The Mastercard Global Inclusive Growth Summit 2024: What It Means to Be Inclusive

Photo: Ali Schmidt-Fellner, Marin MacLeod, Madalena Liougas, Mycala Gill, and Marla de la Cruz (left to right)

Authors: Madalena Liougas and Marla de la Cruz

The recent Global Inclusive Growth Summit 2024 in Washington DC provided a platform for exploring the impact of constantly shifting demographics, circumstances, and technologies on global growth, security, and prosperity. It also emphasized how crucial representation, “smart-enough” technology, and establishing trust with communities are to build an inclusive world where everyone can prosper.

Inclusion refers to the process of creating and maintaining a sense of belonging, engagement, value, acceptance, and participation for all members of society, regardless of their differences or characteristics. Participants at the summit described inclusion within various contexts, from technological and environmental to social and economic. But what does inclusion look like, and what does it entail in a real-life scenario?

Throughout our research on the Kolombia subculture in Monterrey, Mexico,  we understood that “hard to reach” communities are not necessarily located in rural settings nor in the outskirts of urban areas: they can be excluded from the larger society they live in.  This is the case for Kolombians who face discrimination and various forms of violence in response to their appearance and because they belong to socioeconomically challenged communities. Our research highlights the government’s failure to implement inclusive policies. Community members themselves often drive development initiatives.

Representation is also essential to inclusivity. During the implementation of humanitarian projects, there must be strong relationships and partnerships characterized by dignity and respect between end users and stakeholders. Hindou Oumarou Ibrahim, an expert in Indigenous peoples’ adaptation to and mitigation of climate change, emphasized the need to rebuild trust between Indigenous and non-Indigenous people. This trust can then translate into respect on the ground. Real solutions are rooted in a co-production approach whereby stakeholders actively listen to the communities they work with. Communities are experts in their own culture, and their needs often differ from the assumptions that stakeholders make about those needs. Representation involves recognizing every individual and community’s unique perspectives and contributions, ultimately leading to more effective and equitable outcomes for all.

Smart-enough technology,  prioritizing the abilities and needs of communities over the blind pursuit of the latest advancements, is crucial for fostering inclusive growth. Speakers like Sonal Shah (an American economist and public official) and Hans Vestberg (CEO of Verizon Wireless) highlighted that technological advancements could revolutionize access to education, healthcare, and financial services, thereby levelling the playing field for all communities. However, as Frank McCourt (CEO of McCourt Global) emphasized, this potential can be realized only if technology has inclusivity at its core. For example, McCourt’s, Project Liberty is advancing the responsible development of the Internet through enhancing digital governance, increasing accessibility of the latest research on responsible technology and building an open internet infrastructure. McCourt’s call to “reimagine how the internet works to reclaim our data” underscores the urgency of addressing digital disparities and ensuring that individuals have ownership and agency over their data. In a rapidly evolving digital landscape, prioritizing inclusive technological solutions is not just a matter of innovation but also involves equity and social justice. This was a key theme in another recently published Reach case study on a blockchain-powered cash-and-voucher assistance system in Vanuatu, where innovative digital and financial tools amplify the speed and reach of humanitarian aid.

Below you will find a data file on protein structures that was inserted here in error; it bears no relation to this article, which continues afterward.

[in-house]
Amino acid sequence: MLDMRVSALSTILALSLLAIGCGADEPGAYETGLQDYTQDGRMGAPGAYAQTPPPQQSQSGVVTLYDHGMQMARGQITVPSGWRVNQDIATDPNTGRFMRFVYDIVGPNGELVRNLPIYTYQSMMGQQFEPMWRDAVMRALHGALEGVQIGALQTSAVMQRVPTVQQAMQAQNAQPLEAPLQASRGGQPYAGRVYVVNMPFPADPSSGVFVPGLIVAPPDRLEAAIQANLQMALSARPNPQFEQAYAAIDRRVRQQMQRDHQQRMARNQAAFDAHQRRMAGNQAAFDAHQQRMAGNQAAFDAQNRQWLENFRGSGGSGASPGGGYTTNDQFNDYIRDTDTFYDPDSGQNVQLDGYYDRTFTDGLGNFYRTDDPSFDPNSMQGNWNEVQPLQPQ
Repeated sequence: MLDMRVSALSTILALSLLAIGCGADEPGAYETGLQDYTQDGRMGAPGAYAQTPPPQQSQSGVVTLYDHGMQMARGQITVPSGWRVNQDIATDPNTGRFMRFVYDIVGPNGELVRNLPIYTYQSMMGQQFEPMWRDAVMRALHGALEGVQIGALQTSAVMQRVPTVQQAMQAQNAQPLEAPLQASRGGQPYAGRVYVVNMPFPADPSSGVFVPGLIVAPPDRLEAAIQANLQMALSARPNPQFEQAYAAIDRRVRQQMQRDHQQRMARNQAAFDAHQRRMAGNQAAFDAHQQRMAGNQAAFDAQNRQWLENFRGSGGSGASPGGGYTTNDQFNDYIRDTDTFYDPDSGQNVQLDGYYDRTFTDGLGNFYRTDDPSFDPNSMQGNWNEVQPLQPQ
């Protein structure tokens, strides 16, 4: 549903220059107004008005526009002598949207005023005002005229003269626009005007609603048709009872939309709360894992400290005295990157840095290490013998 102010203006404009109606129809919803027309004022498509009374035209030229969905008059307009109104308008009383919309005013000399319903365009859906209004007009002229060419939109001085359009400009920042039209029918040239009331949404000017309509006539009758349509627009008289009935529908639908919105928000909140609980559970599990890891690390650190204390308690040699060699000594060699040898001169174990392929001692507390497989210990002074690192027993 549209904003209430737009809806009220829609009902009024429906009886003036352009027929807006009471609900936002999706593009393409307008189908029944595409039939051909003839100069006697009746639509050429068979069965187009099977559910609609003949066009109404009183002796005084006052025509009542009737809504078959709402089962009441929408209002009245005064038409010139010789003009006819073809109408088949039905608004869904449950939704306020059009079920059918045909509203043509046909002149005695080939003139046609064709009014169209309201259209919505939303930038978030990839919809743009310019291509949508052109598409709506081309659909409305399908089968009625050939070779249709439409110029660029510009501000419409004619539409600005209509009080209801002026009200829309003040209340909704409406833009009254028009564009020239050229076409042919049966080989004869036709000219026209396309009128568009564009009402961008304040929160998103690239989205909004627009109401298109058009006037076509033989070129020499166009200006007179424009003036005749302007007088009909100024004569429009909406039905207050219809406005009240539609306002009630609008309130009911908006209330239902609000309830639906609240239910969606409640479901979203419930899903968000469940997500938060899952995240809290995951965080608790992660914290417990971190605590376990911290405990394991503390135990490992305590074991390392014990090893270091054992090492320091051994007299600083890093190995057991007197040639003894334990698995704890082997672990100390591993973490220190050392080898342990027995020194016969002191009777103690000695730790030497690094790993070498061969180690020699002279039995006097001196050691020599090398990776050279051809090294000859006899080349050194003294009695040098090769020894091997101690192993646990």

The 2024 Global Inclusive Growth Summit underscored how critical inclusivity is for addressing global and local challenges. In the discussions and insights, we heard that inclusion is not just a buzzword but a transformative opportunity. However, we need action to translate this ideal into tangible progress. Researchers and activists must reflect on whether the solution we’re proposing is truly “smart-enough,” and whether it’s informed by a genuine understanding of the community it aims to serve. Such reflections are mandatory to ensure that our initiatives are technologically advanced, culturally sensitive, and community-driven. Let’s prioritize solutions rooted in empathy, respect, and deep engagement with the needs and aspirations of the people we seek to uplift. Only then can we build a more inclusive and equitable future for all.